President Trump has finally stamped his seal of approval on a privacy ruling which grants an overwhelming win for ISPs and advertisers in the US, while dealing a significant blow to consumer privacy protection. That is unless you believe the claims made by the big three that they have no intention of taking advantage of this free ride.
The new law overturns the regulations set out by the FCC in the Obama era, meaning that AT&T, Verizon and Comcast can now sell sensitive consumer data such as location, web history and financial information to advertisers without user permission. However, the three ISP giants have all since stated that they have never collected and sold personal data from their broadband users, and have pledged to continue not to do so, as the ink is still drying on the President’s signature.
The throttling of the FCC’s authorities is already in full swing with Trump pulling the strings from up top, and new FCC Chairman Ajit Pai is duly carrying out the agenda of giving ISPs gatekeeper power over internet-based services – aiming to stifle threats from Google, Facebook, Netflix and Amazon – who after all do not have the same constraints when it comes to using personal data.
It comes as no significant surprise that the bill was passed by the majority of the 265 Congress members, considering the politician who wrote the bill, Republican Marsha Blackburn, received more than $700,000 from internet companies and advertising firms over the course of her career in lobbying fees including those from AT&T, Comcast and Verizon.
The legal change puts the US laws out of kilter with almost every other country in Europe, and many in Asia over ISP rights and it will be interesting to see if this has a knock-on effect outside of the US.
Comcast customers may just be the safest following the ruling, as it runs its own in-house targeted ad network for which businesses pay to have their ads targeted at Comcast’s subscribers – but Comcast claims that only it has access to the data for which the targeting is based on, not any third parties.
Comcast has responded to consumer qualms by reassuring its subscribers that they are able to opt out of its targeted advertising scheme at any time, but not initially asking for user permission could be seen by some consumers as a deceptive move in itself. Much the same could be said for Google, which also does not (and is not required) to ask permission from users of its services – although an ISP has access to almost as much sensitive consumer data.
However, despite its defensive stance, Comcast has avoided to comment on the question over whether its in-house ad network will take advantage of having extra control over more and more sensitive information. It can also change this policy in future without telling anyone now this law change has gone through.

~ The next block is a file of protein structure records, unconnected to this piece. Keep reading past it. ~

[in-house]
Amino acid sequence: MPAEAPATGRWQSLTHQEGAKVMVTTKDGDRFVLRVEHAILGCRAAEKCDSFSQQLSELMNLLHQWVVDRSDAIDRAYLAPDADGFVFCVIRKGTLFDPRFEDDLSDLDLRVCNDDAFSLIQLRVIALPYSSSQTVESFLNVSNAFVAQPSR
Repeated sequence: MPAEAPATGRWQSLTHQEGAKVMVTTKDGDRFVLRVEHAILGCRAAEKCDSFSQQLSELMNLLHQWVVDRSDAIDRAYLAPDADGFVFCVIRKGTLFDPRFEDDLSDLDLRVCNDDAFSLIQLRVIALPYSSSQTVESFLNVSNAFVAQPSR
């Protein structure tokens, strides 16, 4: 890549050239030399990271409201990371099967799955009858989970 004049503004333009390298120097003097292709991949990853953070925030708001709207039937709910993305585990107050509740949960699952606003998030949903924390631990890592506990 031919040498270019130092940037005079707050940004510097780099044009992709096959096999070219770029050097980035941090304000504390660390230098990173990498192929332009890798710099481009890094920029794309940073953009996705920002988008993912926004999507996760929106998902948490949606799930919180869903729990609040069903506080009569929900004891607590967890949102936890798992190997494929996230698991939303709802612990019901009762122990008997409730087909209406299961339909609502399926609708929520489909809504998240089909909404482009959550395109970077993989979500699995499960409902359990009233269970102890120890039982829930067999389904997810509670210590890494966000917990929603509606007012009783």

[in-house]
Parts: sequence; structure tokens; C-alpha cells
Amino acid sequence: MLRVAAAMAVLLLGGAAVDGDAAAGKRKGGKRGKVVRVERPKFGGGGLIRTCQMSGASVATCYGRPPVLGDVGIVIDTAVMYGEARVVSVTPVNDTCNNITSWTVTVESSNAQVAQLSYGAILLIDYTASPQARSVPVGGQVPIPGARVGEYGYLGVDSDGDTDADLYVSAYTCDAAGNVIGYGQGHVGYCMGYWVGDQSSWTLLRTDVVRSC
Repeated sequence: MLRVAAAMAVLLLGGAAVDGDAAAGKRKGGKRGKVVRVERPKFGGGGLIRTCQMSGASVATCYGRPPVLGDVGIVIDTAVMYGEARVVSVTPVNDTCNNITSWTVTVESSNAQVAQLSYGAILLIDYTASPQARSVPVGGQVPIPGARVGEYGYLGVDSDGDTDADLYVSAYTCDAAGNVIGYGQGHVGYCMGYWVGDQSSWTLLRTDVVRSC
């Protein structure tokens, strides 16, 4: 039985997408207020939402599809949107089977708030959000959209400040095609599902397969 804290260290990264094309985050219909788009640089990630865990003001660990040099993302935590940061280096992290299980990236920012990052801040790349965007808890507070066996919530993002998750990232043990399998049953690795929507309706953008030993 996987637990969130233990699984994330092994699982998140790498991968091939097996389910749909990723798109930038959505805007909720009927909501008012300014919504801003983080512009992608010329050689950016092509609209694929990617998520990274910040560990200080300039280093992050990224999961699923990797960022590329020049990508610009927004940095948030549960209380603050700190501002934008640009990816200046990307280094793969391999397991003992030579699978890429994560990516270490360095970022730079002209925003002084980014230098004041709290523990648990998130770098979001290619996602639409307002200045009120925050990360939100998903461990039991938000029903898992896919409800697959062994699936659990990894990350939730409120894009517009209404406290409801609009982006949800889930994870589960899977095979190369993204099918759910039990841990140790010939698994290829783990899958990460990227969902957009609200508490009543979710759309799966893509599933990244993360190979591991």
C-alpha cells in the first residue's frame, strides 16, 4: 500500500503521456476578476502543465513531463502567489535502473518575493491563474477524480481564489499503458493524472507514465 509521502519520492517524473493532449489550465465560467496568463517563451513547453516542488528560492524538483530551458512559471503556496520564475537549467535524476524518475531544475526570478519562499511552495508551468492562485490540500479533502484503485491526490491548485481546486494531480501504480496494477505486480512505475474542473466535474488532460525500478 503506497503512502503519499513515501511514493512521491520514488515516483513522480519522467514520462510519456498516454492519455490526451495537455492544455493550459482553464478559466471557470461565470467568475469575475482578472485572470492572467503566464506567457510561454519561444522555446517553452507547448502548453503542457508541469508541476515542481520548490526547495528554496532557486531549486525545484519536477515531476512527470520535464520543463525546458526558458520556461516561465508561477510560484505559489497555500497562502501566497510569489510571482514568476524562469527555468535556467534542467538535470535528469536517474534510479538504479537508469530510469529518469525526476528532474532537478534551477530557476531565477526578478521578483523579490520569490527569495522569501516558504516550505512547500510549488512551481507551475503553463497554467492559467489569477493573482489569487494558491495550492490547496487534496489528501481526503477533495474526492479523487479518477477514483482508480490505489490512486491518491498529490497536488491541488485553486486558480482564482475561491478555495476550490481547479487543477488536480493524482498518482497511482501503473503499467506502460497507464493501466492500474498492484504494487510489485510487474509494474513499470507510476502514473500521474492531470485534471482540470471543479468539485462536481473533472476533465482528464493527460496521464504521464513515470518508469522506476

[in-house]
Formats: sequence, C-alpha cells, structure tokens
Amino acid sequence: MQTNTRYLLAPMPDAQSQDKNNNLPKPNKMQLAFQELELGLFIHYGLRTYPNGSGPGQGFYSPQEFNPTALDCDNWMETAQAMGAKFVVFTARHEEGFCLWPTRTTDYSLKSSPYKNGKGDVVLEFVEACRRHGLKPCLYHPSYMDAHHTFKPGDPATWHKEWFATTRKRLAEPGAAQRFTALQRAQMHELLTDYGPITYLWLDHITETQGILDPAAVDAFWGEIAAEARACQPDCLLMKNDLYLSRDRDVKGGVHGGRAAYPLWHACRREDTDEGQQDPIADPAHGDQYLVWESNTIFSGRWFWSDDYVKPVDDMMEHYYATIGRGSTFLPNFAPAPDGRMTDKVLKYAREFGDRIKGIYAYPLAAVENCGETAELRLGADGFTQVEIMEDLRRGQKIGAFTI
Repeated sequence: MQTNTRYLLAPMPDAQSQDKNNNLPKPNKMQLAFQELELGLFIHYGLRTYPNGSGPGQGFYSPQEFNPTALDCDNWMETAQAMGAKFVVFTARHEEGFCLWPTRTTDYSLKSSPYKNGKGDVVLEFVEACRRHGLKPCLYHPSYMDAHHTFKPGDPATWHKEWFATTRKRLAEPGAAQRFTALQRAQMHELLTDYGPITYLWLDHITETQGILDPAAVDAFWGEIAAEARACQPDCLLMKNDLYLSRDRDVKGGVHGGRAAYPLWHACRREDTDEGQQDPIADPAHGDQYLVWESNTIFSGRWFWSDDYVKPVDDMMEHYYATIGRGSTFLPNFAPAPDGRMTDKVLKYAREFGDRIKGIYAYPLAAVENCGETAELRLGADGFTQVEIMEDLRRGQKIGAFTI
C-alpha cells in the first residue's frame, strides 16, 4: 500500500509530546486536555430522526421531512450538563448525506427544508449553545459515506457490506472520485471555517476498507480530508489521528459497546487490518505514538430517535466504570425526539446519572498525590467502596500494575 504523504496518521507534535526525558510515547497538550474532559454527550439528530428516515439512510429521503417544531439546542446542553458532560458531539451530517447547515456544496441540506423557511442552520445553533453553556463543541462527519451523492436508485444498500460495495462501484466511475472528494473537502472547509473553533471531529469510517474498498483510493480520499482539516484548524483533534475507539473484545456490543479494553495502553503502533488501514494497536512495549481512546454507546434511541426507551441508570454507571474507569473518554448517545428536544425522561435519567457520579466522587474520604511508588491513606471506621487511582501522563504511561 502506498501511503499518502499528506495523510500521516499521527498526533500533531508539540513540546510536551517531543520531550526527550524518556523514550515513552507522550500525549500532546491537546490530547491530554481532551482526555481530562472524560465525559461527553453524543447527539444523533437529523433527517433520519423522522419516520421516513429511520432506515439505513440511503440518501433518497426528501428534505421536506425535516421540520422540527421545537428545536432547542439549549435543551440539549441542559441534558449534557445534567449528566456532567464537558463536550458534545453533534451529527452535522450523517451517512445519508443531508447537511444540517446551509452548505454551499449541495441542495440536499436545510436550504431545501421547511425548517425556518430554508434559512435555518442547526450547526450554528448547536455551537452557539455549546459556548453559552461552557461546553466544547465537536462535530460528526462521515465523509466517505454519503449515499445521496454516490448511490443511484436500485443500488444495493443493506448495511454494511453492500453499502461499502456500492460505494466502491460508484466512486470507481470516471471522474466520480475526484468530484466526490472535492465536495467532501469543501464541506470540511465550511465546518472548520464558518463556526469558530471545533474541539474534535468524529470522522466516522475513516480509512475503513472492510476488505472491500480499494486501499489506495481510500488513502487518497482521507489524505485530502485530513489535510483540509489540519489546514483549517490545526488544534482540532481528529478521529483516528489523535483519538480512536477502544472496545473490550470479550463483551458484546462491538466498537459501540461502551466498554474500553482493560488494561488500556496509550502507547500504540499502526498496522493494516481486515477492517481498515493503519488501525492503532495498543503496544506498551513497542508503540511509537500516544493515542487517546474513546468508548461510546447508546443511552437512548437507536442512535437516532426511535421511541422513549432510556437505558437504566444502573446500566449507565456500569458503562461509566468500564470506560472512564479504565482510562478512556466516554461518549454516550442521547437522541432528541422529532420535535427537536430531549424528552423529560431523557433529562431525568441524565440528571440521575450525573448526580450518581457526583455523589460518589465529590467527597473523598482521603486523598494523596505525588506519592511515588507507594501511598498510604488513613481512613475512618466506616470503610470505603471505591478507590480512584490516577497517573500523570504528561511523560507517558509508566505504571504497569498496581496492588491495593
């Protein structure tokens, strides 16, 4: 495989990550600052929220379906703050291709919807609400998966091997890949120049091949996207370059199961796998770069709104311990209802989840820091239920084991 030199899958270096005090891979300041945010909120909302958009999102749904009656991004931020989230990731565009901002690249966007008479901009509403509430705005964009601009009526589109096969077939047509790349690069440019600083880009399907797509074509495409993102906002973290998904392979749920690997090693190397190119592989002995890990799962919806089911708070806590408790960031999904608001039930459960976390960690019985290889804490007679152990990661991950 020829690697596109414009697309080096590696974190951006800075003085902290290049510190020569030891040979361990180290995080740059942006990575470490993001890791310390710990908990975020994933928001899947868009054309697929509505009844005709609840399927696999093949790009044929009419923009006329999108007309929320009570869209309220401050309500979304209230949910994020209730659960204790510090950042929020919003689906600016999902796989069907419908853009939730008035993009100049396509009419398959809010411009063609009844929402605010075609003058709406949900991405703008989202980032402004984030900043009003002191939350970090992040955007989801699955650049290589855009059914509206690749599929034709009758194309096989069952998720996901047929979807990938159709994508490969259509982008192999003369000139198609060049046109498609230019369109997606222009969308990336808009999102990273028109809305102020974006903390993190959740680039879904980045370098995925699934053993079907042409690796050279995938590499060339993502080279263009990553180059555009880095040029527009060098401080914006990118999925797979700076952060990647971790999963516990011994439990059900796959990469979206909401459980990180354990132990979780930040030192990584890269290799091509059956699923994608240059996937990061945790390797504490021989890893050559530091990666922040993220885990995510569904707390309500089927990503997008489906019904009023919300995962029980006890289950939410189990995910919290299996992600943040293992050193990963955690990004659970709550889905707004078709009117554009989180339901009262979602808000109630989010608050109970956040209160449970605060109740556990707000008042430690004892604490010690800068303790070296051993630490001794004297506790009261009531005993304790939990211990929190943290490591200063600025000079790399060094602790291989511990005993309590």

In fact, neither Comcast, AT&T or Verizon have outlined any plans for how they plan to adapt their businesses in accordance with the new law – instead each has posted their own ultra-defensive statements.
The issue of forcing ISPs to ask for user content before profiting from data such as browsing history has already been thrown out of the window along with this week’s consumer setback, after the US Senate recently voted to trash these proposed privacy rules.
How AT&T was even allowed to charge its fiber subscribers an additional $29 a month if they had the temerity of opting out of having data collected for personalized ads, which is not seen as an outrage. AT&T thankfully put an end to this last year, but it just goes to show how highly these ISP giants regard consumer protection within their business practices.
Comcast Chief Privacy Officer Gerard Lewis stated in a blog post, “we do not sell our broadband customers’ individual web browsing history. We did not do it before the FCC’s rules were adopted, and we have no plans to do so. If a customer does not want us to use other, non-sensitive data to send them targeted ads, we offer them the ability to opt out of receiving such targeted ads.”
AT&T’s senior executive VP of external and legislative affairs, Bob Quinn, said in a statement, “AT&T’s privacy protections are the same today as they were five months ago when the FCC rules were adopted. We had the same protections in place the day before the Congressional resolution was passed, and we will have the same protections the day after President Trump signs the CRA into law. The Congressional action had zero effect on the privacy protections afforded to consumers.” Which begs the question why these companies spend so much on lobbying for legal changes, when they have no plans to benefit from them.
Verizon also chipped in with its own pledge, with its Chief Privacy Officer Karen Zacharia writing in a blog post, “let’s set the record straight. Verizon does not sell the personal web browsing history of our customers. We don’t do it and that’s the bottom line. We have two programs that use web browsing data – and neither of these programs involves selling customers’ personal web browsing history. Customers have a choice about participating in both programs.”